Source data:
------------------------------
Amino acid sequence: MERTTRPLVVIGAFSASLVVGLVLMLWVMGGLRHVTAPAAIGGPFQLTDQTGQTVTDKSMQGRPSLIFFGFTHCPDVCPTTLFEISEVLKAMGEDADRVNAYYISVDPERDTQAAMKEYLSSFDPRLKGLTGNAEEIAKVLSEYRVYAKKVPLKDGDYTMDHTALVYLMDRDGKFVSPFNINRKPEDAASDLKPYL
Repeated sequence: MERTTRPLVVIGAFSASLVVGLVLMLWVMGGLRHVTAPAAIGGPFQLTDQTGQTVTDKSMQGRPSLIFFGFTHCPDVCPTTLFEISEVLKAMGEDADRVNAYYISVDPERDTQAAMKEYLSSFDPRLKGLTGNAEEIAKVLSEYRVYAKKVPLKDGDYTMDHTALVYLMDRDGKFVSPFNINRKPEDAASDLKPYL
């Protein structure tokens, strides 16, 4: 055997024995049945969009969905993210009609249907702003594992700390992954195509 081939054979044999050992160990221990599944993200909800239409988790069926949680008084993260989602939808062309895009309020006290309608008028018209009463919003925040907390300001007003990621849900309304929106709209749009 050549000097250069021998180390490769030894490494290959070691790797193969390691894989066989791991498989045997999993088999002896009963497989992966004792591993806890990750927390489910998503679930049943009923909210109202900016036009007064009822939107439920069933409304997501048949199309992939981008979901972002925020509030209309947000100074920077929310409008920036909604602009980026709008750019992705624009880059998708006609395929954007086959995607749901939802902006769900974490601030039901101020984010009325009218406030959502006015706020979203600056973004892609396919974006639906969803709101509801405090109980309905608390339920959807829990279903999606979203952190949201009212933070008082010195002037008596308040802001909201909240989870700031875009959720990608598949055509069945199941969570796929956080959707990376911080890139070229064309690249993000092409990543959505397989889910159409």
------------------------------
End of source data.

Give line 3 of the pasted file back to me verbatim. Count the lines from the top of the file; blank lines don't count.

């Protein structure tokens, strides 16, 4: 055997024995049945969009969905993210009609249907702003594992700390992954195509 081939054979044999050992160990221990599944993200909800239409988790069926949680008084993260989602939808062309895009309020006290309608008028018209009463919003925040907390300001007003990621849900309304929106709209749009 050549000097250069021998180390490769030894490494290959070691790797193969390691894989066989791991498989045997999993088999002896009963497989992966004792591993806890990750927390489910998503679930049943009923909210109202900016036009007064009822939107439920069933409304997501048949199309992939981008979901972002925020509030209309947000100074920077929310409008920036909604602009980026709008750019992705624009880059998708006609395929954007086959995607749901939802902006769900974490601030039901101020984010009325009218406030959502006015706020979203600056973004892609396919974006639906969803709101509801405090109980309905608390339920959807829990279903999606979203952190949201009212933070008082010195002037008596308040802001909201909240989870700031875009959720990608598949055509069945199941969570796929956080959707990376911080890139070229064309690249993000092409990543959505397989889910159409």